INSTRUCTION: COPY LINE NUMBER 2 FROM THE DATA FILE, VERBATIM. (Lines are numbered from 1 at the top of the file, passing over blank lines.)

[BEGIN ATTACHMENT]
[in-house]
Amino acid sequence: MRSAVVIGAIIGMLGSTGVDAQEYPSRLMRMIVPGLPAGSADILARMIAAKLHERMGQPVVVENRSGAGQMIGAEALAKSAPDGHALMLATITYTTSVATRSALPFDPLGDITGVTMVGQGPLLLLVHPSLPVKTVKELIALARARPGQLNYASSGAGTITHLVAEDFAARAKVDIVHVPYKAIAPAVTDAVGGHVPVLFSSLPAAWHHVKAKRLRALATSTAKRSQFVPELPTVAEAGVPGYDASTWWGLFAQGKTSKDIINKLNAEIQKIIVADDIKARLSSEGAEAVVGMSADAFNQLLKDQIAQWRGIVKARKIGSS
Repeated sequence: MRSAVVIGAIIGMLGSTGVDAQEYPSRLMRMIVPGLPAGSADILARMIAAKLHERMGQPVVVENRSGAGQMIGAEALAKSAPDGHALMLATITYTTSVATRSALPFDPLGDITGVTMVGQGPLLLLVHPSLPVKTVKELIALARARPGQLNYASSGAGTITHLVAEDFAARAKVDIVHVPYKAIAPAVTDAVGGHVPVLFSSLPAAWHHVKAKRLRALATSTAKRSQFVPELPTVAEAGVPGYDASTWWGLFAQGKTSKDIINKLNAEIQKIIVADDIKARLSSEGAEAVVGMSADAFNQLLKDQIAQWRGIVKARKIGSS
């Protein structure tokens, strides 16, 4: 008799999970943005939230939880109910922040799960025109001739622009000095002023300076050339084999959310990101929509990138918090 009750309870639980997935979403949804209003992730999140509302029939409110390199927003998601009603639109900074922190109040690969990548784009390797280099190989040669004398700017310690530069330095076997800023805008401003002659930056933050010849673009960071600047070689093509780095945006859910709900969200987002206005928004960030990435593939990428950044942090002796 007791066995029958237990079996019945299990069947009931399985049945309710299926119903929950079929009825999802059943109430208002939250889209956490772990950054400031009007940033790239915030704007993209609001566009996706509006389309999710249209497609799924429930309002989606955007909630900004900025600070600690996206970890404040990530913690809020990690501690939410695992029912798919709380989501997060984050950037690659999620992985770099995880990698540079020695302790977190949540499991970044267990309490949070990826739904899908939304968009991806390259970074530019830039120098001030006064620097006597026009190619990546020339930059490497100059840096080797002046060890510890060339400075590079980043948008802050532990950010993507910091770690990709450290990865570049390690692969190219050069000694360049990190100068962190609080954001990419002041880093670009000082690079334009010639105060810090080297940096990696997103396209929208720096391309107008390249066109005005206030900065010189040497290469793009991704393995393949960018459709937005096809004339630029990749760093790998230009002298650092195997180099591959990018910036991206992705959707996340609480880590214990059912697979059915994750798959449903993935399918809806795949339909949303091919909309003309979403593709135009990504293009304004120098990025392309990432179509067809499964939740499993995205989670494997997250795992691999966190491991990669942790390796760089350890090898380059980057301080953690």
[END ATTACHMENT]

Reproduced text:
Amino acid sequence: MRSAVVIGAIIGMLGSTGVDAQEYPSRLMRMIVPGLPAGSADILARMIAAKLHERMGQPVVVENRSGAGQMIGAEALAKSAPDGHALMLATITYTTSVATRSALPFDPLGDITGVTMVGQGPLLLLVHPSLPVKTVKELIALARARPGQLNYASSGAGTITHLVAEDFAARAKVDIVHVPYKAIAPAVTDAVGGHVPVLFSSLPAAWHHVKAKRLRALATSTAKRSQFVPELPTVAEAGVPGYDASTWWGLFAQGKTSKDIINKLNAEIQKIIVADDIKARLSSEGAEAVVGMSADAFNQLLKDQIAQWRGIVKARKIGSS